May 15, 2013
As predicted, Wednesday afternoon’s testimony by Attorney General Eric Holder focused heavily on revelations that the Department of Justice subpoenaed phone records from the Associated Press following their publishing leaked information about a terror attack. The House Judiciary Committee had the wrong guy at the witness table, though, since Holder, who’d recused himself from the matter couldn’t offer much new information. This left the committee members to fill the time by attacking their opponents, and allowed for a dispute that resulted in Holder calling a Congressmember’s behavior “unacceptable and shameful.”
At the start, it seemed as though the focus might not be the AP investigation. Rep. Bob Goodlatte, chairman of the committee, either didn’t have time to update his talking points for the hearing or let his own priorities slip through. During his opening comments, Goodlatte raised the following issues as topics, in order: the Boston terror attacks, spending at the department, questionable farm loan payments (known popularly as “Pigford”), the problems at the IRS, and, finally, the department’s seizure of phone records from the AP.
Or, perhaps, it was because the chairman knew what questions he was likely to get answers to. When Goodlatte kicked off the questioning, he and Holder had a brief back-and-forth on the FBI’s use and sharing of information about the Tsarnaevs prior to the Boston attacks. Holder agreed with Goodlatte, for example, that the law regarding the immediacy of reading Miranda rights didn’t reflect what he sees as current needs. When Goodlatte moved on to the AP, the responses were less forthcoming. “I don’t know” why a subpoena was necessary, Holder insisted, “I was recused.” When Goodlatte asked why if the AP was willing to work with the government to hold reports on the attack it couldn’t be worked with to share phone records, Holder repeated a similar answer, although other answers could also have been provided.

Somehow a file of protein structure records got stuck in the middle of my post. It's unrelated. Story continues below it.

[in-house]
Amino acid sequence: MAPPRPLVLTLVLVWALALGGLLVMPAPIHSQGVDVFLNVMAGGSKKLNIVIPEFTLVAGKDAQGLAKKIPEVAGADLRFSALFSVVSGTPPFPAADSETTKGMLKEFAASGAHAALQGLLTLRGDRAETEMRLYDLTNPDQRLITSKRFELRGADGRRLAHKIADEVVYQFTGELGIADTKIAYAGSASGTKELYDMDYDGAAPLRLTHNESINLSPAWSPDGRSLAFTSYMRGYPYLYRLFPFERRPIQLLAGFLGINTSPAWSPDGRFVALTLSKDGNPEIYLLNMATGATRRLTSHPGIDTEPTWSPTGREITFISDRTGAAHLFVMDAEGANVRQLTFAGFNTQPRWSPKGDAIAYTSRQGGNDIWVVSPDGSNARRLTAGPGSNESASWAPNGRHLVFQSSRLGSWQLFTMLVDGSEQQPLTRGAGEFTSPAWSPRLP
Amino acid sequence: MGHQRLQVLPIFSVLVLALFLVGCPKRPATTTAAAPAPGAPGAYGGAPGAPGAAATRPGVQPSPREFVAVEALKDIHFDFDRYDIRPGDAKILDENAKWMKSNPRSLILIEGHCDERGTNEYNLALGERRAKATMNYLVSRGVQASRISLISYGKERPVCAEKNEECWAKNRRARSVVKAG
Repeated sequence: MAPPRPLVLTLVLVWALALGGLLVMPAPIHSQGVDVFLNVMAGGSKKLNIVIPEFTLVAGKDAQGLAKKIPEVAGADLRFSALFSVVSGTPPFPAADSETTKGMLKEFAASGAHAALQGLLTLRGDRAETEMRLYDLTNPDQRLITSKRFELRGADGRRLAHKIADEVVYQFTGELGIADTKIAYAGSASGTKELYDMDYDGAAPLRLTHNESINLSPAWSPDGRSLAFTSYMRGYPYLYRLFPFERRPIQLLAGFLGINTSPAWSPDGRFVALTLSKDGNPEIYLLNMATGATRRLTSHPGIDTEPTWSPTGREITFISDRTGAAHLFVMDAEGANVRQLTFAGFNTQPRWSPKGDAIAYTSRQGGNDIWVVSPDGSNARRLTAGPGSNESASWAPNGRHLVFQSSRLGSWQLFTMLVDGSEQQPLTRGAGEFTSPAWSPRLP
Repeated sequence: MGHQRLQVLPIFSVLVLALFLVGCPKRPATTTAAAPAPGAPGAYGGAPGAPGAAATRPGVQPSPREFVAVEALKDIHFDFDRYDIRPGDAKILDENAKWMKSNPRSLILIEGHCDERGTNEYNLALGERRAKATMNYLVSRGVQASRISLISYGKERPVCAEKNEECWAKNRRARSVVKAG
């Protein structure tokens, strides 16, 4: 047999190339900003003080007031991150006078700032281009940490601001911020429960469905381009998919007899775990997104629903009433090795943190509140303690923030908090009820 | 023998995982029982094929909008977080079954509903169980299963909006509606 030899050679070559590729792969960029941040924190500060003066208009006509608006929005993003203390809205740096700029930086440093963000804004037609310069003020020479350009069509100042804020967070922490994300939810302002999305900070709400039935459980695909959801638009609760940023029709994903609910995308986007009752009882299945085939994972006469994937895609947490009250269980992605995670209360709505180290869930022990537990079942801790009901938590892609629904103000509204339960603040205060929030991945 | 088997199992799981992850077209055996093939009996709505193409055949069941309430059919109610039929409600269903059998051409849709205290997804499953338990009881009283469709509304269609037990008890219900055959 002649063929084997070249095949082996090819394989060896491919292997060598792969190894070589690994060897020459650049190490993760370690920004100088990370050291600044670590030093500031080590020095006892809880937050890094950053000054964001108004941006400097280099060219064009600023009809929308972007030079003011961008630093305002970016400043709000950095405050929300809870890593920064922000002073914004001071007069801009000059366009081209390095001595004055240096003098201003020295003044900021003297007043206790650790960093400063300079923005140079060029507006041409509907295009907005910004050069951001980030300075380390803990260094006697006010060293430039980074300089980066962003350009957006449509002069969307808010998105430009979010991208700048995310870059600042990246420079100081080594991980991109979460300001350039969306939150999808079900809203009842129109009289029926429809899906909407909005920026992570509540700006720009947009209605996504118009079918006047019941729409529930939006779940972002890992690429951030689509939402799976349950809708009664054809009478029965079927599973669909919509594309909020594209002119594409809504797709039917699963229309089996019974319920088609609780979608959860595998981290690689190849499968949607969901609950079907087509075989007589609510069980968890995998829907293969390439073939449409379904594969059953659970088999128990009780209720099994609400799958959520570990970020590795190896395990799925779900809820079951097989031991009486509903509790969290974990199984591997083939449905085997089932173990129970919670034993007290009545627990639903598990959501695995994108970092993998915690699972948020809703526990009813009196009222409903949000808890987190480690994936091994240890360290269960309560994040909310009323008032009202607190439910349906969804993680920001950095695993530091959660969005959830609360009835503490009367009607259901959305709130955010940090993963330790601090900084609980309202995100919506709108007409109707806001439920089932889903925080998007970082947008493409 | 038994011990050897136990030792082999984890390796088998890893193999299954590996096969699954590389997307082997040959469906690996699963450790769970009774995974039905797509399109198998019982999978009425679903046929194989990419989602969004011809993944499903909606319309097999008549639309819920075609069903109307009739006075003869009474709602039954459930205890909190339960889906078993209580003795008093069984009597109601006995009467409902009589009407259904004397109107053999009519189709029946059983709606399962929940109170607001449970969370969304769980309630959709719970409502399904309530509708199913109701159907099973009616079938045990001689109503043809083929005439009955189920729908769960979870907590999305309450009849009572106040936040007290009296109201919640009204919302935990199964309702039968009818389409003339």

Rep. Jim Sensenbrenner of Wisconsin had a little more luck. Stating that he wanted to “pin down” who authorized the subpoenas that yielded the AP records. Was it deputy attorney general James Cole, Sensenbrenner asked? After repeating that he couldn’t be sure due to his recusal, Holder confirmed that it was — but only after receiving a note from his staff. (Multiple members subsequently suggested Cole should testify, though Holder noted that he probably couldn’t respond.) Sensenbrenner continued: Why were you recused? “I was interviewed as one of the people who had access to the info,” Holder replied — in other words, he was a potential suspect in the leak. Sensenbrenner, frustrated at not getting a response, suggested Holder go to the Truman Museum and “take a picture of the thing on his desk that said ‘the buck stops here.'”
This article was posted: Wednesday, May 15, 2013 at 4:20 pm